Crimson Peak (2015)

As a big Hiddleston fan, I was looking forward to this movie right from the get-go. Aside from the title and the prelude to a dark storyline, I purposely avoided watching trailers and researching this film before I managed to sit down and watch it, and I’m rather glad I did. I had expected a horror-based fantasy film with perhaps vampires, or the like. When I realized it was, in fact a ghost story, I was at first a bit skeptical (ghosts and ‘paranormal activity’ have been a bit overdone these days, and I was looking forward to the first decent vampire film since Interview With the Vampire).



As usual, I would like to start with the casting choices. So, to all you fellow Hiddlestoners in the audience, let’s address the elephant in the room; Tom Hiddleston, of course. Fangirl bias aside, he was very well cast as the silent, but charming Thomas Sharpe. Parts of the film definitely felt like a tip of the hat to the die-hard fans out there, but he still managed to pull through the subtle tortures of Thomas Sharpe’s character without making it blatantly obvious. That was the best way to pull off this character, really; the audience knows something is off, but it’s fun to keep them guessing as to what is off.

Secondly, we have Jessica Chastain as Lucille Sharpe, and I daresay, she was my favourite character in the film. Entertainingly wicked, she plays a much less subtle character, but I felt that this contrasted fantastically with Thomas Sharpe’s more introverted demeanor. When someone is cast to portray a character that you would usually see in a padded room with a hug-me jacket, it is easy for the actor to go overboard and make the character less believable by attempting to make the character’s outbursts louder and overly-dramatic. Jessica, however, managed to pull off crazy-on-overdrive without making it unintentionally funny. As you see her descent into the madness that remained relatively dormant throughout the beginning of the film, you find yourself genuinely concerned to be in the same room with this woman, so to speak. I had the most fun (and concern) with her performance and I don’t think she could have been better cast.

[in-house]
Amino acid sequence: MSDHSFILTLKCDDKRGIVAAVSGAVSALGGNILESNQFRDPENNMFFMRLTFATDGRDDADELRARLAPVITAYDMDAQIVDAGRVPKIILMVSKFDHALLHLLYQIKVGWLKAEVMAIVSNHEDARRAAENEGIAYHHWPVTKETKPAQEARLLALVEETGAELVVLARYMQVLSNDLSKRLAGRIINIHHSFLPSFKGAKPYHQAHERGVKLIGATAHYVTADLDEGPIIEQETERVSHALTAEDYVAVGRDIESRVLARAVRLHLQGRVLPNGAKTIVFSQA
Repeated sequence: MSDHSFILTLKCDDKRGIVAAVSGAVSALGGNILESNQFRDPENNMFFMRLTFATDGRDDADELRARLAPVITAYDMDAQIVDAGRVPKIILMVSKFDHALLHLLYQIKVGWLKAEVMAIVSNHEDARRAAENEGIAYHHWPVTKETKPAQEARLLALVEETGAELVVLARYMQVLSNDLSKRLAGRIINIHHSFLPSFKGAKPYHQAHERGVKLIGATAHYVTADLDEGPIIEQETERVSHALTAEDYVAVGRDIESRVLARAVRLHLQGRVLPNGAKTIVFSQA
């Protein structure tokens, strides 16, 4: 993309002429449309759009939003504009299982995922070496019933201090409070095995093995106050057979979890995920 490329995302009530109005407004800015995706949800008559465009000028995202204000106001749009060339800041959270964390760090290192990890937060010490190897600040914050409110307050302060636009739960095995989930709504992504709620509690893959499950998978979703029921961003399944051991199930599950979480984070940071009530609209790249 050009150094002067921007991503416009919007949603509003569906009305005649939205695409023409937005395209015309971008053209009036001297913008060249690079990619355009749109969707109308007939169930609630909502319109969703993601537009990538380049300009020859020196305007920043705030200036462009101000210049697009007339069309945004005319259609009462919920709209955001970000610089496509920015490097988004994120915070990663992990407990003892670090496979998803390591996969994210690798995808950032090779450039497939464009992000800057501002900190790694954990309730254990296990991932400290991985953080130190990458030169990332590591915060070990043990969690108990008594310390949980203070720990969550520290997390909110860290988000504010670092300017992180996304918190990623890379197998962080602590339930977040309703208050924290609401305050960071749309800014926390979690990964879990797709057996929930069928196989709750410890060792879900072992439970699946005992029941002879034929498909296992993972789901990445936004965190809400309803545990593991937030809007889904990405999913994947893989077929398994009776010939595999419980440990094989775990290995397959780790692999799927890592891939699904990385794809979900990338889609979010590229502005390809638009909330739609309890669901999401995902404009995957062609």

Sons of Anarchy’s Charlie Hunnam played Alan McMichael; Edith’s gentleman caller before the arrival of Thomas Sharpe. We don’t see much of him, as he is a bit more of a secondary character, but what we do see of his performance is well-enough. Unfortunately, one of my only issues with the film is that aside from the main three, very few other characters really got a chance to shine and were drowned in the plot when it began to detach from the United States to England. Hunnam’s character was one of those lost in the story arc. While I would have liked a little more screen time, I still believe he was relatively well-cast.

Finally, we have the lovely Mia Wasikowska as our protagonist; Edith Cushing. I admit, the only thing I recall having seen her in was 2010’s Alice in Wonderland, which I thought was alright, but it did not stand out to me as much as it may have to others. I quite enjoyed her performance in this film, however. It’s all too common to see a stereotypical, copy-and-paste actress to play the frightened heroine with the personality of sandpaper to match, but she has a unique beauty about her and the ability to play the strong, independent lady without making her seem crass and, for lack of a better word, bitchy. She managed to maintain an air of class and sophistication, and I enjoyed the subtlety of her  character. Furthermore, most typical ‘scream-queens’ really tend to go overboard with the scares, while Mia manages to show her range very well. Rather from going from comfortable to absolute terror, she manages everything in-between; definitely a wonderful casting choice.